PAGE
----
Cause-related marketing (CRM) campaigns are a type of joint venture between a business concern and a nonprofit organization. To determine effect sizes for these campaigns, a series of bivariate meta-analyses were conducted using a random effects assumption. Results included the effect of CRM advertising on brand attitudes, r = .248, 95% CI(0.189,0.373), and purchase intentions, r = .277, 95% CI(0.141, 0.404), and the effect of cause-brand fit on brand attitudes, r = .239, 95% CI(0.167,0.309), and purchase intentions, r = .319, 95% CI(0.206, .423). Unfortunately for nonprofit organizations, none of the seven meta-analyses conducted found any effect for the study characteristic, type of cause (generic or branded company). Thus, the contribution of a specific nonprofit organization’s brand did not have a significant impact on consumer attitudes or behavioral intentions to purchase CRM products.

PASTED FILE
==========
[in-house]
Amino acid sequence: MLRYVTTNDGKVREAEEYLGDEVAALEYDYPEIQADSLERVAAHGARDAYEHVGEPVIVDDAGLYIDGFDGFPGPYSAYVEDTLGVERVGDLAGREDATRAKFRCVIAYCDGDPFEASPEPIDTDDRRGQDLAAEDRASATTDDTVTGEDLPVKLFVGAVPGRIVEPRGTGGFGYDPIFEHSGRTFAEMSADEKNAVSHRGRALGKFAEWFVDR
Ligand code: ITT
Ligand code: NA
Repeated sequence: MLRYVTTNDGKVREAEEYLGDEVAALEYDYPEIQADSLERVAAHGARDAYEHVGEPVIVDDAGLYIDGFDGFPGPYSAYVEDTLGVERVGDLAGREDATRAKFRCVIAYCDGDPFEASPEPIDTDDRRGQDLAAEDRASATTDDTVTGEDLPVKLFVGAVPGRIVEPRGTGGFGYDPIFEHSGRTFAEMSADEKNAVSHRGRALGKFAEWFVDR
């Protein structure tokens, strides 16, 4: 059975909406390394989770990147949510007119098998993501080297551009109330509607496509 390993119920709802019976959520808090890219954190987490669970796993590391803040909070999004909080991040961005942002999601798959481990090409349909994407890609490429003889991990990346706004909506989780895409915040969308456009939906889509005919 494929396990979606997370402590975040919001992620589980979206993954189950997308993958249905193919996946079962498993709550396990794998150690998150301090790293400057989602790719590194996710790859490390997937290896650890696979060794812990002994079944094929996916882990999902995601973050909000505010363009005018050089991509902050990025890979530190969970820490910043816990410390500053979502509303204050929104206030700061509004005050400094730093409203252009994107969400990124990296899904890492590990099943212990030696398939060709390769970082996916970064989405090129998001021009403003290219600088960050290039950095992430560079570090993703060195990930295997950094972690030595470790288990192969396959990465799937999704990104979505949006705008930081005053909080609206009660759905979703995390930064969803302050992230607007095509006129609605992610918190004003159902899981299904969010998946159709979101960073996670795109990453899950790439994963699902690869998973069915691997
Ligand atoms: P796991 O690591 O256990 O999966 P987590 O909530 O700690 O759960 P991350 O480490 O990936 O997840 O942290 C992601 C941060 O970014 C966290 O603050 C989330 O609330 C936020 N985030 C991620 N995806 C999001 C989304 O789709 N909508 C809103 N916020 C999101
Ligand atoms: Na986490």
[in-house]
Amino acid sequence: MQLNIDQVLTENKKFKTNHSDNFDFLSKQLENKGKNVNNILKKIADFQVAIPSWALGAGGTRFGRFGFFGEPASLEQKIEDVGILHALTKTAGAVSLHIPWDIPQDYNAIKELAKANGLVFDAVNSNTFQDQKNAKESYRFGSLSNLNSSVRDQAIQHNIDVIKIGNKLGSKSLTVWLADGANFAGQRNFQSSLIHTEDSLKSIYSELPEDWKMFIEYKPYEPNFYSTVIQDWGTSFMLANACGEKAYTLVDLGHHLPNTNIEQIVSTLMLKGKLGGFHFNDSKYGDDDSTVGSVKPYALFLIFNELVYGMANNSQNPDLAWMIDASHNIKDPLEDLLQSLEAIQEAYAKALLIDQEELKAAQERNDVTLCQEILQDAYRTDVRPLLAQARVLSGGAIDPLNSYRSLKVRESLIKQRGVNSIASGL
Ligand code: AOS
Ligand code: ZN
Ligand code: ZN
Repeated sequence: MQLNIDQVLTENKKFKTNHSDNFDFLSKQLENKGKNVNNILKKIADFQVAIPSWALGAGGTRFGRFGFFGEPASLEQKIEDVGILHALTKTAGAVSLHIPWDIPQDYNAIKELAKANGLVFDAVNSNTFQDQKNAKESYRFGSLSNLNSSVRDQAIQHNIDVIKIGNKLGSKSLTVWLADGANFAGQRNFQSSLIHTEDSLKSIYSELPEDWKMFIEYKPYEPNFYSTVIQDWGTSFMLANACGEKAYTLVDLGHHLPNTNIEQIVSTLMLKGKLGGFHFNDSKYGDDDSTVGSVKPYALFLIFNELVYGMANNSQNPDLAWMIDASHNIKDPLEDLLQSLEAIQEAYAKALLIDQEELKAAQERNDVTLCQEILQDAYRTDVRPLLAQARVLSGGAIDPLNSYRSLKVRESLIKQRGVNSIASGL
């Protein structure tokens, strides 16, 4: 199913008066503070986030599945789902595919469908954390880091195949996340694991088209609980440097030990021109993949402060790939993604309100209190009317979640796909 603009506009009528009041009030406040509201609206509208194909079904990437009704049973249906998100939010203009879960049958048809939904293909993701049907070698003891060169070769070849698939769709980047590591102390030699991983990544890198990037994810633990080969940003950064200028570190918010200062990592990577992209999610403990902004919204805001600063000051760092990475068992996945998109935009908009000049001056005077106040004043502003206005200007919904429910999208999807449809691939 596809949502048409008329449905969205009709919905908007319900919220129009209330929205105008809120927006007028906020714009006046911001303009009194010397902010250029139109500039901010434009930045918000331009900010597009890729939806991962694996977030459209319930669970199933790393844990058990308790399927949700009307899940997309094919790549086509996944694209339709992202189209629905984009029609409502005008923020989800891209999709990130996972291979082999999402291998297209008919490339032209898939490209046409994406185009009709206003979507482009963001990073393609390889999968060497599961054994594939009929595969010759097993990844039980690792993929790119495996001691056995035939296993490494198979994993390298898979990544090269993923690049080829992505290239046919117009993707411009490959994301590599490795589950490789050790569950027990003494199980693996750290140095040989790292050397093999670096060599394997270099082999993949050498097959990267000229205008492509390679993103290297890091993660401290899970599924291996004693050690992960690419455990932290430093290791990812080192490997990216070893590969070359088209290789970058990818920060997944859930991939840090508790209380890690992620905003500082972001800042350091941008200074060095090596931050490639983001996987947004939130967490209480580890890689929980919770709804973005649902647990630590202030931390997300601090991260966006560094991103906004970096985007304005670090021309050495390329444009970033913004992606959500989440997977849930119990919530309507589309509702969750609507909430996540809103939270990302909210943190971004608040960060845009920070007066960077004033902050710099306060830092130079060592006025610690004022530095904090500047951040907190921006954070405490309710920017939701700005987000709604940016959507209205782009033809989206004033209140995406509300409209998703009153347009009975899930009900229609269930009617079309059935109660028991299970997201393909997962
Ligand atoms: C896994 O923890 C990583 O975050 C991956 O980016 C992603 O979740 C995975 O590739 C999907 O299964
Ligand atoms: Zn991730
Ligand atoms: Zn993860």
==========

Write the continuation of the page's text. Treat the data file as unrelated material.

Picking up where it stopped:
Michelle M. Rego, Mark A. Hamilton & Dana Rogers (2020) Measuring the Impact of Cause-Related Marketing: A Meta-Analysis of Nonprofit and For-profit Alliance Campaigns, Journal of Nonprofit & Public Sector Marketing, DOI: 10.1080/10495142.2020.1726253
Rego, Michelle M.; Hamilton, Mark A.; and Rogers, Dana, "Measuring the Impact of Cause-Related Marketing: A Meta-Analysis of Nonprofit and For-profit Alliance Campaigns" (2020). College of Business Faculty Publications and Research. 10.